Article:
The tube can now swing free on the Dec axis while RA is still held in place. 
Once the Dec is free to swing around, you can point the scope to the East or west horizon and do your balance by shifting the tube back and forth in the rings or via the dovetail plate. You can also add weights on the back or front as needed to get the Dec to balance.

Once balanced, simply move the scope back to Park3 by hand and lock the gearbox lever back into place. Don't try balancing the scope in Park4 position, that is not a good place to shift tubes in their rings or in the dovetail.

Rolando



-----Original Message-----
From: donzantib@... [ap-gto]
To: ap-gto
Sent: Sat, Apr 20, 2019 4:32 pm
Subject: [ap-gto] Mach 1 Balance



I have a couple of quick questions:

1-  If I am initializing from Park4, should I balance the Dec axis (scope horizontally) from that position?  I ask because I realized the OTA does not horizontally balance when you flip it 180 degrees and I had assumed it would.  

2-  Precise balance is best done with the heaviest weights up top and using the smallest weight for fine balance to address inertial moment arm effects.  Now with the accessories on my C11", 3 of the weights are low, one in the middle and 1 up top as that is the only way to balance the scope.  Anyway to be concerned or addressed it or is that simply the only way to do it?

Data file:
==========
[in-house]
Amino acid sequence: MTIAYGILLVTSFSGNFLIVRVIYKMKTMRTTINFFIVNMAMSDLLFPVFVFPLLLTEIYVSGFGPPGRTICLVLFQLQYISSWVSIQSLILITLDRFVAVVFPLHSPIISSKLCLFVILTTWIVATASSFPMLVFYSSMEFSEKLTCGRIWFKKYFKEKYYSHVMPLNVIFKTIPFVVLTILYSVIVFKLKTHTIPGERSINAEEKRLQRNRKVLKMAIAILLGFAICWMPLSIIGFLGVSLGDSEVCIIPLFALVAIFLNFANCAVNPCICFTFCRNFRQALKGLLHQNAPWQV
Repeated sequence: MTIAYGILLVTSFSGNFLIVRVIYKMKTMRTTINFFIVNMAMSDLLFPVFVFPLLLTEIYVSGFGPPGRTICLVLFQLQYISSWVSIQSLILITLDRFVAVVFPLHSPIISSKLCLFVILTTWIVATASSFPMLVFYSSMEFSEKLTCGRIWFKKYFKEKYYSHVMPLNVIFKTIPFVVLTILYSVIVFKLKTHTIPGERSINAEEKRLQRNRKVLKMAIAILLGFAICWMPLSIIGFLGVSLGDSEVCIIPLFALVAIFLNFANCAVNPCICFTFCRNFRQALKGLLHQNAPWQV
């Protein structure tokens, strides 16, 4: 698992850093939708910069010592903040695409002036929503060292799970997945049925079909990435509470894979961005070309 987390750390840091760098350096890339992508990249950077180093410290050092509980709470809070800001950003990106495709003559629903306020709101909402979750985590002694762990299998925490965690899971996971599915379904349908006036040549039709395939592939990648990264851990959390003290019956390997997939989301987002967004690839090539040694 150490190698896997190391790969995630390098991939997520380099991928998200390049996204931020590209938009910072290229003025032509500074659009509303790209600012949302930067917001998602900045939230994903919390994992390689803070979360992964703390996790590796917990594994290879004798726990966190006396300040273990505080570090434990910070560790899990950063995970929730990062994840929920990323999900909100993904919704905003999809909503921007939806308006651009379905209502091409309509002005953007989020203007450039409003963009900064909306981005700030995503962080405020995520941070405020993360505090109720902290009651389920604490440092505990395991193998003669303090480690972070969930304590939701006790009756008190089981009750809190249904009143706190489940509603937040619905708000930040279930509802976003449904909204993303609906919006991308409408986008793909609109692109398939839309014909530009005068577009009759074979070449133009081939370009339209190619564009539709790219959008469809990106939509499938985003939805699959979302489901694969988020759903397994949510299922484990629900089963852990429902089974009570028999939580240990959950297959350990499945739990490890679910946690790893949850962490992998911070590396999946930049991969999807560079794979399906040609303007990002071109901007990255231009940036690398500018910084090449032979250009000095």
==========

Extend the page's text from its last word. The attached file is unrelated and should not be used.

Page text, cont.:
Thanks



Mach 1 Balance

Bruce Donzanti
 

I have a couple of quick questions:


1-  If I am initializing from Park4, should I balance the Dec axis (scope horizontally) from that position?  I ask because I realized the OTA does not horizontally balance when you flip it 180 degrees and I had assumed it would.  


2-  Precise balance is best done with the heaviest weights up top and using the smallest weight for fine balance to address inertial moment arm effects.  Now with the accessories on my C11", 3 of the weights are low, one in the middle and 1 up top as that is the only way to balance the scope.  Anyway to be concerned or addressed it or is that simply the only way to do it?


Thanks


Re: The CN Encoder Debate Continues...

Joe Zeglinski
 

Bravo, and right on – Ray,
 
    Must admire Rolando’s needless patience,  and yours as well, with this (appropriately name-tagged) fellow and the now irrelevant exchanges.
Would the group moderator, risking accusation of being an AP mafia hit-man, please put this now pointless thread, out of its interminable misery – and ours as well.
 
Joe


Re: The CN Encoder Debate Continues...

Tony Benjamin <tonybenjamin@...>
 

Visit FB!!...scads of drama J

 

From: ap-gto@... [mailto:ap-gto@...]
Sent: April 19, 2019 11:53 PM
To: ap-gto@...
Subject: Re: [ap-gto] Re: The CN Encoder Debate Continues...

 

 

My god... I haven't seen this much drama and pettiness since high school, you are all equally to blame. This is going no where, move on. 


APCC Modeling a pointing model

Konstantin von Poschinger
 

Hi Ray,

when I buid a pointing model, the mount do after a slew again a short slew. This, when I have points in the counterwight up position, ended in a big reslew to the meridian and back to the point that should be mesured. Sometimes the reslew happened more than one time.
How can I prevent the big reslews?
I use the latest APCC Pro 1.7.1.1 and AP-V2 5.20.09

Grüsse

Konstantin v. Poschinger


Hammerichstr. 5
22605 Hamburg
040/8805747
0171/1983476


Re: The CN Encoder Debate Continues...

Eric M